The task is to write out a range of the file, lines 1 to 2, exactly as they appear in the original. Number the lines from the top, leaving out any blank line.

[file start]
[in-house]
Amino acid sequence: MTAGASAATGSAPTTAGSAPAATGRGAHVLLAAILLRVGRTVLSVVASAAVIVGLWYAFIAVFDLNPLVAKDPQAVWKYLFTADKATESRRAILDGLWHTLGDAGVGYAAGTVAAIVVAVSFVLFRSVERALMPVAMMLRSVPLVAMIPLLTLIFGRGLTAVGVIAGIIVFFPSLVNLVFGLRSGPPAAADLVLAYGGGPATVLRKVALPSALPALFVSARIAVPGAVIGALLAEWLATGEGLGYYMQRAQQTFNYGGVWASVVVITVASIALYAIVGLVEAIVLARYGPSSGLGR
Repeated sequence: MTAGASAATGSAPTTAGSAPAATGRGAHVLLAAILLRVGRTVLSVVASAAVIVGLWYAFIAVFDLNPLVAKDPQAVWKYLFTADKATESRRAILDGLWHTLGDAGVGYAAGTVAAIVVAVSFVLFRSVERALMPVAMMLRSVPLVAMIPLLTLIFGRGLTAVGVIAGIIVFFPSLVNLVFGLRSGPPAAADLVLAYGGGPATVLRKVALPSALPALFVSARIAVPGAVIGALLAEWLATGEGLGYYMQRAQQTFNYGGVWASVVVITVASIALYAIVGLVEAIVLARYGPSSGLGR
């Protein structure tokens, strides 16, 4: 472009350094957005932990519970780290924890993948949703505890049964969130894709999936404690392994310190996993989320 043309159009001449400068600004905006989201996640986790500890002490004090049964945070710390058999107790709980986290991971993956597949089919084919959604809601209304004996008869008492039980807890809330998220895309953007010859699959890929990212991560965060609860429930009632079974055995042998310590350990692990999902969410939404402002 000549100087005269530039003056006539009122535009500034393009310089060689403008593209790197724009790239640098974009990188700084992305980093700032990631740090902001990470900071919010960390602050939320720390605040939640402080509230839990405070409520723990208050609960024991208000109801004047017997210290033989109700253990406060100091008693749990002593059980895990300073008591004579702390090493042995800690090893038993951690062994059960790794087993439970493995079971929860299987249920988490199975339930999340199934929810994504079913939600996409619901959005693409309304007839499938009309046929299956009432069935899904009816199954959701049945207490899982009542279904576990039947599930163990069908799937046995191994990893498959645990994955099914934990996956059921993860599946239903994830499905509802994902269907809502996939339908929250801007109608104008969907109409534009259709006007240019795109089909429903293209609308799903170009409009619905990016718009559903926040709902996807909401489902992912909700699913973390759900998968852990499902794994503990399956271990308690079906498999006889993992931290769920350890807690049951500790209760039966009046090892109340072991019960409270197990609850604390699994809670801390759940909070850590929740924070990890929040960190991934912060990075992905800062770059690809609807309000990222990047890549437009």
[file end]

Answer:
[in-house]
Amino acid sequence: MTAGASAATGSAPTTAGSAPAATGRGAHVLLAAILLRVGRTVLSVVASAAVIVGLWYAFIAVFDLNPLVAKDPQAVWKYLFTADKATESRRAILDGLWHTLGDAGVGYAAGTVAAIVVAVSFVLFRSVERALMPVAMMLRSVPLVAMIPLLTLIFGRGLTAVGVIAGIIVFFPSLVNLVFGLRSGPPAAADLVLAYGGGPATVLRKVALPSALPALFVSARIAVPGAVIGALLAEWLATGEGLGYYMQRAQQTFNYGGVWASVVVITVASIALYAIVGLVEAIVLARYGPSSGLGR